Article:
Uptime

Uptime describes how long or how reliably a system has been running. It may be defined as an absolute value (e.g., 64 days) or a percentage (e.g., 99.5%). Uptime percentage is a common metric used to determine the reliability of a web server.

Absolute uptime measures the length of time a system has been running since it was booted. For example, if a system was rebooted at 1:00 PM and is still running at 3:30 PM the next day, its uptime will be 26.5 hours. When a system is restarted, the uptime number resets.

On a Unix-based system (including macOS), you can view the system uptime by typing the uptime command in the terminal.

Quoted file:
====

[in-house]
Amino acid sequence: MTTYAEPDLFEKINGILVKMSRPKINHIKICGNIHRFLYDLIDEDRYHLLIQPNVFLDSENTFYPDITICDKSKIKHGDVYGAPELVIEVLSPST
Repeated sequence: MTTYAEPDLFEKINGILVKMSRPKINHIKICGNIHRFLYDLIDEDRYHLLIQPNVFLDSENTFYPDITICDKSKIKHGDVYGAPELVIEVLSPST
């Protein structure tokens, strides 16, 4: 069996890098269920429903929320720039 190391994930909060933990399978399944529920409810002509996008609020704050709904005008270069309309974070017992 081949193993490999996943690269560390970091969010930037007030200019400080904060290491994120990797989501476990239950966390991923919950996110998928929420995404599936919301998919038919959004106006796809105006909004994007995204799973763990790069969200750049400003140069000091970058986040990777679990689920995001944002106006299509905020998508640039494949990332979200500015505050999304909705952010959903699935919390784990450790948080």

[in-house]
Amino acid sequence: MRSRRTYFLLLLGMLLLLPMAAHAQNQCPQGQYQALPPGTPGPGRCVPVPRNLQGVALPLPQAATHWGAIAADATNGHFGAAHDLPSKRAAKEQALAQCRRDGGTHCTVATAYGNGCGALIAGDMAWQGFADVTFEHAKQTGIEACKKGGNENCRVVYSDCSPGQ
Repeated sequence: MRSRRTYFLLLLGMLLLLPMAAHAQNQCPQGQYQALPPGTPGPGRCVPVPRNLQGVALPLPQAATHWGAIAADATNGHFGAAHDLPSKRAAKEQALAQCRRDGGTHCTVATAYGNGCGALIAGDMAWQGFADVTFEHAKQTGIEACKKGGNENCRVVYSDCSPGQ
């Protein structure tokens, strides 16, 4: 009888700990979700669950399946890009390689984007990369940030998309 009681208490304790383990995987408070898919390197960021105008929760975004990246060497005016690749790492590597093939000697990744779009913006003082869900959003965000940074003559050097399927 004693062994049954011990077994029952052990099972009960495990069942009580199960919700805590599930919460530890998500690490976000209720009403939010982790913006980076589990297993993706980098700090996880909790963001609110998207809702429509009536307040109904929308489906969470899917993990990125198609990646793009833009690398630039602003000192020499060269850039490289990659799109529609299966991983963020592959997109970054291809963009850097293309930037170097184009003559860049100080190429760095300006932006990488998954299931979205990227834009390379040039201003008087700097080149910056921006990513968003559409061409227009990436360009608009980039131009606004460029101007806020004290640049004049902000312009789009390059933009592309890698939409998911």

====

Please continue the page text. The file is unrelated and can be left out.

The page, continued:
Uptime percentage is determined by dividing the total time has been available (or online) by the time it has been active. For example, if a web server has been active for one year, but was not available for a total of 32 hours during the year, its uptime percentage would be calculated as follows:

365 days x 24 hours = 8,760 active hours
8,760 active hours - 32 hours unavailable = 8,728 available hours
8,728 available hours ÷ 8,760 active hours = 99.6347% uptime

An uptime of 99.9% is a reasonable goal for a web server. That percentage may sound high, but even a few hours of downtime can have a significant impact on a business. For this reason, a high-traffic enterprise server may have an uptime goal of 99.999%. This level of uptime can be achieved by using multiple servers for redundancy and load balancing.

Updated December 31, 2018

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